A CNN panel schooled former GOP congressman Jack Kingston Thursday on how federal funding for Planned Parenthood actually works, even as the Republican spokesman tried to argue the organization should “just get out” of the abortion providing business considering it comprises “only three percent of their budget.”
Discussing House Speaker Paul Ryan’s announcement Thursday that Republicans will push to end all federal funding for the organization, CNN’s Van Jones explained how crucial Planned Parenthood is to women and communities.
“Yeah. It’s weird, populists usually like being popular, right?” Jones asked rhetorically. “That’s apart of being a populist: Doing things that are popular.”
“Planned Parenthood is a beloved organization in the United States.” he continued. “I know it’s very hard for people to know that in the deep passions of the conservative movement, but it’s a very popular organization and a lot of people have relied on Planned Parenthood for so many things.”
Jones said if Republicans continue to push to defund Planned Parenthood, you could “see a new women’s movement” forming of women who “don’t even like the word ‘feminist’” but feel the need to stand up for their right to make their own reproductive choices.
Kingston argued the GOP is making the right move because they are pursuing “a philosophical belief” he agrees with. Kingston said in his home state of Georgia they “have 274 women’s health clinics that don’t do abortions [that] are Medicaid eligible,” insisting “women who want to get birth control advice and gynecological advice and anything that they need to get from Planned Parenthood, they can get from one of these 274 clinics.”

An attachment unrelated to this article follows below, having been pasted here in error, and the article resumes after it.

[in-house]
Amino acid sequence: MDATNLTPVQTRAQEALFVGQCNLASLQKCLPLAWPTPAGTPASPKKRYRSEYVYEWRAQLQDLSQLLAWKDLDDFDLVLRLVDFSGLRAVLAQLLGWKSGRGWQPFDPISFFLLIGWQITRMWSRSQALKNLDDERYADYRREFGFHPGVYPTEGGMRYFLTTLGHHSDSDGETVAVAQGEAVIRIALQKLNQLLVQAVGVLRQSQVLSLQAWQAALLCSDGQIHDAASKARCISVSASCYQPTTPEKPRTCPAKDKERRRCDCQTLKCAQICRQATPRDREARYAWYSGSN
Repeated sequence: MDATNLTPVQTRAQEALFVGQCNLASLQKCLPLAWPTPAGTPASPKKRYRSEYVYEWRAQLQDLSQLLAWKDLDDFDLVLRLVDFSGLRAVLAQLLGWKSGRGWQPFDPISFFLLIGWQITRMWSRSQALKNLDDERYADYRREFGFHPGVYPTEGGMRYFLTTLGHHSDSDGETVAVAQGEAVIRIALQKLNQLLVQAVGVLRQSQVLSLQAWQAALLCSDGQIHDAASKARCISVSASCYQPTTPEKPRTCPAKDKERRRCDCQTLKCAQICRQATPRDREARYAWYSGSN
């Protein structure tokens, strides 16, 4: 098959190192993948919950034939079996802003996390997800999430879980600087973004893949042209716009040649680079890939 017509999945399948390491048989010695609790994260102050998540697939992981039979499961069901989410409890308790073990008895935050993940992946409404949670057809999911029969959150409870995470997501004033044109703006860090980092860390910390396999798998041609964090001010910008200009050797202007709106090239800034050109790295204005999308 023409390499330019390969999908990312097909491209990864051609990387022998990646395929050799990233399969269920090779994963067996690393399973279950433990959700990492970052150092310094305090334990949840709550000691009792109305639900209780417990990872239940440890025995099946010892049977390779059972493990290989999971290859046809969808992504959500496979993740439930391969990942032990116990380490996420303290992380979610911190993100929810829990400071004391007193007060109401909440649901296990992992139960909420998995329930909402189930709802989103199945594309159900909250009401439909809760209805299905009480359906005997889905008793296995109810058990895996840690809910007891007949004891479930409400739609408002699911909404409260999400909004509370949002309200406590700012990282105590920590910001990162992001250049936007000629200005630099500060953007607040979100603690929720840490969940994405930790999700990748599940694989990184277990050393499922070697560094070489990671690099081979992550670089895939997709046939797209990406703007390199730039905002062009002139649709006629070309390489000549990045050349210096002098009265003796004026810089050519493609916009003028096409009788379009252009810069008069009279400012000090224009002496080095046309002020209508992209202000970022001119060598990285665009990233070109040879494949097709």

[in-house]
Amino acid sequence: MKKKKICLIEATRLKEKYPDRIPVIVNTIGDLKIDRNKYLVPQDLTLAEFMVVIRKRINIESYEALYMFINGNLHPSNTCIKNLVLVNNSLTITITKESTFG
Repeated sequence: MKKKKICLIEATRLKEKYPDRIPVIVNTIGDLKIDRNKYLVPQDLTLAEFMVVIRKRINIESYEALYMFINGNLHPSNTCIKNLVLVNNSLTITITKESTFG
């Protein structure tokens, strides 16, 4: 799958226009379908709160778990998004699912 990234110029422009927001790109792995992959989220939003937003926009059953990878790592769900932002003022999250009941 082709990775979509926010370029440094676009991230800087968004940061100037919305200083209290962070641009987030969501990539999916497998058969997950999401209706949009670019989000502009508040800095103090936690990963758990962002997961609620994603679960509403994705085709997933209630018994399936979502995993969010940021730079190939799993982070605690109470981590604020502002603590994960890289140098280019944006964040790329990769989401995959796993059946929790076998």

“And there’s no abortion debate,” Kingston added. The former Georgia representative then launched into a GOP talking points straw man argument that, “If we give [Planned Parenthood] money for a building and they build a building which eventually does house abortion operations and procedures, how is that money [non-]fungible?”
Kingston’s question set off Democratic consultant Paul Begala, who threw down some basic facts about how Planned Parenthood—the organization Kingston so adamantly rails against—actually works.
“We don’t give them money for buildings.” Begala countered. “There is no line item in the federal budget, Jack, that says, ‘Here’s money for Planned Parenthood.’ What we do is—through Medicaid—reimburse poor women.”
“And it’s a little bit of a red herring to say they can go to 200 other clinics in your state of Georgia,” Begala continued. “Twenty-one percent of the counties in which Planned Parenthood operates, they’re the only women’s health center there. And so what happens is— just so you know— 97 percent of what they do is non-abortion; it is STD’s, it is cancer screening, it’s birth control.”
“Then why don’t they just get out?” Kingston wondered. “If it’s only three percent of their budget, why not get out?”
“You should run for president of Planned Parenthood and take it over and change their policies,” Begala quipped.
Undeterred, Kingston doubled down: “I mean if it’s three percent of their budget, get out of it!”
“What you’re doing is condemning millions of poor women to having unwanted pregnancies, or cancer, or STDs,” Begala explained. “I mean this is a public health crisis.”
Kingston said there was “no debate” over whether “women have access to these important services. We can all agree on that.”
“But that’s what you’re cutting!” Bagala reasoned.
“But abortion…” Kingston began before arguing that the Hyde Amendment—which prohibited federal funding for abortions except in cases of rape, incest or the life of the mother—“isn’t sufficient.”
With the prospect of access to reproductive resources clearly failing to sway Kingston, CNN chief political analyst Gloria Borger offered a novel rebuttal to the GOP’s determined approach to ending federal funding for Planned Parenthood, noting Republicans are jeopardizing their number one priority: Repealing Obamacare.
Borger argued this is the “first example of Republican overreach,” adding if the GOP loses “those two women in the Senate … they are putting in jeopardy their biggest issue, which is repealing Obamacare. Over this.”
Watch the video below, via CNN: